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Being the 800 pound gorilla of online payments isn't easy. Despite PayPal's ubiquity and the fact that it remains at the forefront of digital payments, including in the rapidly-evolving mobile payments space, the company's reputation is mixed.

Serving millions upon millions of customers isn't a walk in the park, and when something goes wrong with somebody's money, the world is bound to hear about it one way or another.

While PayPal is the target of a variety of complaints, some of the most common have to do with frozen funds. That isn't surprising. When PayPal's efforts to detect and fight fraud, or cover its behind for chargebacks, result in somebody's access to their money being restricted, things can get ugly, fast.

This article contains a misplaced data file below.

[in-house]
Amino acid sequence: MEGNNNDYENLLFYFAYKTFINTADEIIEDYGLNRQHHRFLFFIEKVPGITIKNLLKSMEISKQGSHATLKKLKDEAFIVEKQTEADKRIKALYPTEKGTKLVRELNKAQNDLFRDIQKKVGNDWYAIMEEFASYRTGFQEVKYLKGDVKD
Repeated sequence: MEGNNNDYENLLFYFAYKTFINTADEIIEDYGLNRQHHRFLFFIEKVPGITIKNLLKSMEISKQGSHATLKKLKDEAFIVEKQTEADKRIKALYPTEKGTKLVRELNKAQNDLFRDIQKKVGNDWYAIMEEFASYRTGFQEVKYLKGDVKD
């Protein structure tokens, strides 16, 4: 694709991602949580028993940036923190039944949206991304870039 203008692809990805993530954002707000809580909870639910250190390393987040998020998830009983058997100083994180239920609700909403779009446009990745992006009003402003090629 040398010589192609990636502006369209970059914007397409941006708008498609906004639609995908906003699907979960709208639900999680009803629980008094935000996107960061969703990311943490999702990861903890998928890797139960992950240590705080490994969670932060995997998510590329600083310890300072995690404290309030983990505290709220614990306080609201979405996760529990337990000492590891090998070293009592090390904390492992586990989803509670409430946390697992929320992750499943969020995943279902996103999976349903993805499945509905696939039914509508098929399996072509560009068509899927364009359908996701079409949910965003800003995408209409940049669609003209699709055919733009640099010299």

PayPal's David Marcus, learned that quickly when he became president of the company last year when a PayPal customer named Andy McMillan turned to Twitter to vent about £40,000 in funds that he was being kept from in his PayPal account. McMillan's plight caught the attention of the Twittersphere, and that forced Marcus to reach out personally in an effort to make things right.

"Aggressive changes" are on the way

At the time, Marcus gave McMillan his personal contact information and invited McMillan to help him improve PayPal. Now, it looks like some of the changes Marcus promised are about to be rolled out.

And they couldn't come soon enough. As detailed by CNN Money's Julianne Pepitone, Andy McMillan hasn't been the only visitor to "Paypal hell." Plenty of others have found themselves in a seemingly helpless situation with no way to access large sums of money and no ability to navigate PayPal's customer service department to find a resolution.

That, obviously, is problematic, and according to PayPal's senior director of communications, Anuj Nayar, it's forcing "a fundamental shift in our business operations" that is coming soon.

Providing more information is key. "We want to be clear about how people can get out of the situation," Nayar explained. Other details are scant, but Nayar says the changes "are not minor."

Too little, too late?